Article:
Christiana: [00:27:40] Yuval, let me ask you about the timing of your campaign, because everything you've said and the campaign and everything that you're writing about this must be music to the ears of at least one economist, Nick Stern, who wrote The Stern Report in 2006 and said way back then, that it would cost approximately two percent and frankly, no decent economists has substantially disagreed with him in the years since, so this number has been pretty well established. Now you seem to have confidence, trust, hope, faith. I don't know which noun to use. All of them, that at this point there is a much better chance that this message of the two percent is actually going to be not just listened to but acted upon. Why do you think that this is a much more pregnant moment for that?
Yuval Noah Harari: [00:28:47] Because we don't have much choice? You know, we've tried doing this.
Paul: [00:28:51] I was afraid it would be complicated, but it's not.
Yuval Noah Harari: [00:28:55] We've tried doing nothing and It didn't succeed. We are running out of time and the humans have this tendency to try every course of action before they try the
Christiana: [00:29:10] Right one,
Yuval Noah Harari: [00:29:11] The right one yeah. And we've tried other things and the thing and the situation is just getting worse and worse, and we don't have much time now. Honestly, I can't guarantee that it actually will happen. I mean, humans are known to also make terrible mistakes. Large, large scale, and we might do so again. I mean, so I don't have the kind of full confidence that, maybe when I say that we just need to invest two percent of global GDP. It doesn't mean that it will actually happen. It just means that it's feasible. Because what I saw again as a historian over the last five years or so is this shift in the public mood, from denial to despair. Yeah, that five years ago, nah this is just a hoax. So this is just overblown and it will happen in like 200 years. Why worry about it now? And then very quickly, it's all over. It's too late. The apocalypse is here. There is nothing we can do. Let's just have fun while we can. And we need to stop in the middle between denial and despair, in actual responsibility and taking action. And the time is now whether there is enough motivation, whether the political will is there. I'm not sure. I mean, we are talking at a time when there is a major crisis in Eastern Europe, which is extremely worrying on so many different levels. But I'm afraid that, you know, if Russia invades Ukraine, one of the casualties would be the ability to stop climate change. If you have a major war in Eastern Europe, the money that should have been spent on new Eco-Friendly technology will go to tanks and cyber weapons. And with all the need to immediately find energy resources, let's say that Russia cut off gas to Europe. Then maybe they turn back to coal.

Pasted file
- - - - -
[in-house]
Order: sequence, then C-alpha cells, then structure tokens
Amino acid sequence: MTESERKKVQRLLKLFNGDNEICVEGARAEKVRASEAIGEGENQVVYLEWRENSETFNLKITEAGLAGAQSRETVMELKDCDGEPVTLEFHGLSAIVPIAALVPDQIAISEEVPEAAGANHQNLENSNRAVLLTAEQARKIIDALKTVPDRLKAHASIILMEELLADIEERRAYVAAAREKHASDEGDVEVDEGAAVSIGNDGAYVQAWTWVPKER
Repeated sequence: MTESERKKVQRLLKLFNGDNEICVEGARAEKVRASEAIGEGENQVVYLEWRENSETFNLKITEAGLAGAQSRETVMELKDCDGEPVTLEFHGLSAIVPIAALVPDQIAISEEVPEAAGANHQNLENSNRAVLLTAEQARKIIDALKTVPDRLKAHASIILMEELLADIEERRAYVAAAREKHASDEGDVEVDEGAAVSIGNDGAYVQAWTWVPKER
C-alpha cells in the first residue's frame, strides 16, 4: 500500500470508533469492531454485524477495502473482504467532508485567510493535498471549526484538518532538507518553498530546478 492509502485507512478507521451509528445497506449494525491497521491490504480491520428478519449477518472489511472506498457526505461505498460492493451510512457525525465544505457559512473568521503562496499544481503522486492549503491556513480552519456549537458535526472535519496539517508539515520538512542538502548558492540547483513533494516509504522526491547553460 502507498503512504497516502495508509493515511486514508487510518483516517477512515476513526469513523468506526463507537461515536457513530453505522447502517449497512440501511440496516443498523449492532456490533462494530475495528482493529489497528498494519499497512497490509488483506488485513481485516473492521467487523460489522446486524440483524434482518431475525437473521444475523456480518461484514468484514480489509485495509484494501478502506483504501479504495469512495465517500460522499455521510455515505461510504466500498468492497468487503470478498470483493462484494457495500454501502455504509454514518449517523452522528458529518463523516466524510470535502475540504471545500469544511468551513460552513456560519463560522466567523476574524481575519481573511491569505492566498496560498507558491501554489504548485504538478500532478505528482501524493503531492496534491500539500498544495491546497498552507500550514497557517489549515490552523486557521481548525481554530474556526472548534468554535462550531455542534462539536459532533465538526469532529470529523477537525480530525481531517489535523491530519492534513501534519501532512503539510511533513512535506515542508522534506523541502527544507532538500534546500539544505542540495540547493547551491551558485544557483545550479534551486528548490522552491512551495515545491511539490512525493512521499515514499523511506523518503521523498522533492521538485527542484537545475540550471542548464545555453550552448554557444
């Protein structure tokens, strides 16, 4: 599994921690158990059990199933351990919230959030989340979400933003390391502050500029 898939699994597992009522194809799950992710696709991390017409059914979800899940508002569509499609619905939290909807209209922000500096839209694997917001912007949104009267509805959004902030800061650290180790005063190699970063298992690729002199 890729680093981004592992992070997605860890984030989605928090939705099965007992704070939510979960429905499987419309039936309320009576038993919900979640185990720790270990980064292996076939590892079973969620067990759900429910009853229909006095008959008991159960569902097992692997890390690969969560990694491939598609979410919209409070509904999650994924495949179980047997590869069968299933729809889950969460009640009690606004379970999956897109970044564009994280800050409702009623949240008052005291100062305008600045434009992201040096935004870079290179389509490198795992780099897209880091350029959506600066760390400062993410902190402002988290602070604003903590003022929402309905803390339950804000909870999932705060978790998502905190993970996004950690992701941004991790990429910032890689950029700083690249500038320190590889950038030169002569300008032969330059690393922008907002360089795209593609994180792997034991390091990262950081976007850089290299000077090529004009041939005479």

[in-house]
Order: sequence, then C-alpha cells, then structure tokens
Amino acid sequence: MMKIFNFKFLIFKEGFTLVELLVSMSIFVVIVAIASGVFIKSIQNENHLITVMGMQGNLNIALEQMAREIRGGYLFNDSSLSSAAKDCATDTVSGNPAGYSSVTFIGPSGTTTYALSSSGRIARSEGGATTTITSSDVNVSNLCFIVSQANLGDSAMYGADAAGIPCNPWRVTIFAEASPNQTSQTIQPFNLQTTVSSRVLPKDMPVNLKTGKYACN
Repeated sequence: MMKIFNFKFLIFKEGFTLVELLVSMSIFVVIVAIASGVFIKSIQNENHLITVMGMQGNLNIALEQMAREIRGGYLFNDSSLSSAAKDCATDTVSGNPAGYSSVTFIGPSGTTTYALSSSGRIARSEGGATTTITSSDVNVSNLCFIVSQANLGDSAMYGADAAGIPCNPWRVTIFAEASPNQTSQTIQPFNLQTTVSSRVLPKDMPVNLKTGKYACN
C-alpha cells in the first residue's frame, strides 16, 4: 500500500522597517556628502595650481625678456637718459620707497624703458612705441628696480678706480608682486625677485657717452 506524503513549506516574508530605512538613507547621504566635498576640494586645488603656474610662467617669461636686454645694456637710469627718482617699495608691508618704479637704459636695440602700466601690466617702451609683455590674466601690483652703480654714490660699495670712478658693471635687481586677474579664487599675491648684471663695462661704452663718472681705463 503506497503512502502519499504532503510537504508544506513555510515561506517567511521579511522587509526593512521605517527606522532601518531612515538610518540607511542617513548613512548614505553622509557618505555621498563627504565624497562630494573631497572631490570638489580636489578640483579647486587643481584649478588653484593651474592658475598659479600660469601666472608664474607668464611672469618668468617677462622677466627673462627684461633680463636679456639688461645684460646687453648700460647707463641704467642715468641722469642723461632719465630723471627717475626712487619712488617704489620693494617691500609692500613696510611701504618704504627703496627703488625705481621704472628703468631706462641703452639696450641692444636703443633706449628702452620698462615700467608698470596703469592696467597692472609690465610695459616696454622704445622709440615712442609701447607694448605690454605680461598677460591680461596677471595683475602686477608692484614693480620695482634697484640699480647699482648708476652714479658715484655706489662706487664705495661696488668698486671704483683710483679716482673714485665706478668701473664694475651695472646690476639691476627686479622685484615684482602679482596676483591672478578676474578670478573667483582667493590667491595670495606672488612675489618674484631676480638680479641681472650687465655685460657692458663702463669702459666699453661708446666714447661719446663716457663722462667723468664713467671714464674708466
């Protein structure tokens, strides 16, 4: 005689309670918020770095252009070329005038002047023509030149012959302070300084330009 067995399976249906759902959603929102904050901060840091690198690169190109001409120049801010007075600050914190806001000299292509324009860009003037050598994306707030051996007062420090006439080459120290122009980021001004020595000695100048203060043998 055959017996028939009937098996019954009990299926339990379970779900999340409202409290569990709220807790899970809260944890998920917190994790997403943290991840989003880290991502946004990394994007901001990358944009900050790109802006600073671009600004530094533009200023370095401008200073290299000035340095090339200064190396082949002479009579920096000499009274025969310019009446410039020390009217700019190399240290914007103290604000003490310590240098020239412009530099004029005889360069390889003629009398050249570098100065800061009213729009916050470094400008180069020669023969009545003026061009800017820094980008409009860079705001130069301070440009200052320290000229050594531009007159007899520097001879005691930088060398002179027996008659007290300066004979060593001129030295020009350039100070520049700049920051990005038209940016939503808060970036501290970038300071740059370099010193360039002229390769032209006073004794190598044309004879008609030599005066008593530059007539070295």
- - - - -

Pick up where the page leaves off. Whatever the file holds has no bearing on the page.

Paul: [00:31:28] Because they have no choice, but it could go either way. I mean, once again, we can be positive then energy crisis. But I mean, Yuvala, I do think it's inspiring the way you're coming at this, and I wanted you to help settle this family argument I have with Tom. I spent the last 20 years working on climate change outside of government.